Mental Health Home > Bupropion During Pregnancy

Bupropion caused an increased risk of birth defects and lower fetal weights when it was given to pregnant rabbits in animal studies. Preliminary studies in humans suggest that bupropion may not cause any problems during pregnancy. A woman may take bupropion during pregnancy if her healthcare provider believes that its benefits outweigh the possible risks to her unborn child.

Is It Safe to Take Bupropion During Pregnancy?

Bupropion hydrochloride (Wellbutrin®) is a pregnancy Category C medicine, meaning it could potentially cause harm to your unborn child.
 
The U.S. Food and Drug Administration (FDA) uses a category system to classify the possible risks to a fetus when a specific medicine is taken during pregnancy. Pregnancy Category C is given to medicines that show side effects to the fetus in animal studies, but for which no adequate human studies in pregnant women have been done.
 
A pregnancy Category C medicine may still be given to a pregnant woman if her healthcare provider believes that the benefits to the woman outweigh the possible risks to her unborn child.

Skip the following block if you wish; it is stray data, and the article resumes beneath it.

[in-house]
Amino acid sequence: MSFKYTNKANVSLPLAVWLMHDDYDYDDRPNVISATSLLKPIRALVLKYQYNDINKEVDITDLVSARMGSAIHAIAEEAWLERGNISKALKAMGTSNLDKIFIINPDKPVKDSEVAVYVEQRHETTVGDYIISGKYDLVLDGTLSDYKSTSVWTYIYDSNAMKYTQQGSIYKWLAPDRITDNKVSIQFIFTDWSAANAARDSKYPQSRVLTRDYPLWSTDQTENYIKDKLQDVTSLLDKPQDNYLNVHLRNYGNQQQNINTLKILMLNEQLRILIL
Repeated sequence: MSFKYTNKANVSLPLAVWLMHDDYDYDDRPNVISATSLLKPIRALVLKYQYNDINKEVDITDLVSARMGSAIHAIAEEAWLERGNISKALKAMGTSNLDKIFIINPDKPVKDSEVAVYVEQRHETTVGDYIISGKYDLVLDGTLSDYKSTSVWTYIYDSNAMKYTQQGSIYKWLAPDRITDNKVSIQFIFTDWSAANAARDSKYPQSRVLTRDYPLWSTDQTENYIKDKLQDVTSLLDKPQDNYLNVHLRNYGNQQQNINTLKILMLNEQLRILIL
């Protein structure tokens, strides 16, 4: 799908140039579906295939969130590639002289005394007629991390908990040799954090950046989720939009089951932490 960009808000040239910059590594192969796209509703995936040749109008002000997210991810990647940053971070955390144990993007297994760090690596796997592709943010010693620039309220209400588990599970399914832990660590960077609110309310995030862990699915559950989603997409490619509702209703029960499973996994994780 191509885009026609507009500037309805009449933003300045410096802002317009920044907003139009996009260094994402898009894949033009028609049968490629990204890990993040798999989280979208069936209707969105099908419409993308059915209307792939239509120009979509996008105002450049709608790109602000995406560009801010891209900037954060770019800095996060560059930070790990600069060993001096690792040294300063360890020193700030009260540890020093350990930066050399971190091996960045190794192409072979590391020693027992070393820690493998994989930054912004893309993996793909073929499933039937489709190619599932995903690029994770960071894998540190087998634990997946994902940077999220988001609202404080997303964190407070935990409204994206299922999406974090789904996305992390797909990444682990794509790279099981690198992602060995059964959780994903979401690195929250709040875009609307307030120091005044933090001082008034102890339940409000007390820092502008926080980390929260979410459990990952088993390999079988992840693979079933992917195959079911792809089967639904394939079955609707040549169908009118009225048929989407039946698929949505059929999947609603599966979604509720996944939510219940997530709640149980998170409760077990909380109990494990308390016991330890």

In animal studies, there was an increased risk of birth defects and lower fetal weights when the drug was given to pregnant rabbits. In humans, preliminary studies suggest that bupropion may not cause any problems during pregnancy.
 
It is important to note that depression in the mother may not be healthy for a baby. Therefore, a woman may take bupropion during pregnancy if her healthcare provider decides that the benefits of treating depression in the mother outweigh the possible risks the medication presents to the unborn child.
 

Final Thoughts on Bupropion Use During Pregnancy

Prior to taking bupropion, let your healthcare provider know if you are pregnant or thinking of becoming pregnant. Your healthcare provider will consider the benefits and the risks of taking the medication during pregnancy before making a recommendation in your particular situation.
Written by/reviewed by:
Last reviewed by: Kristi Monson, PharmD;
Last updated/reviewed:
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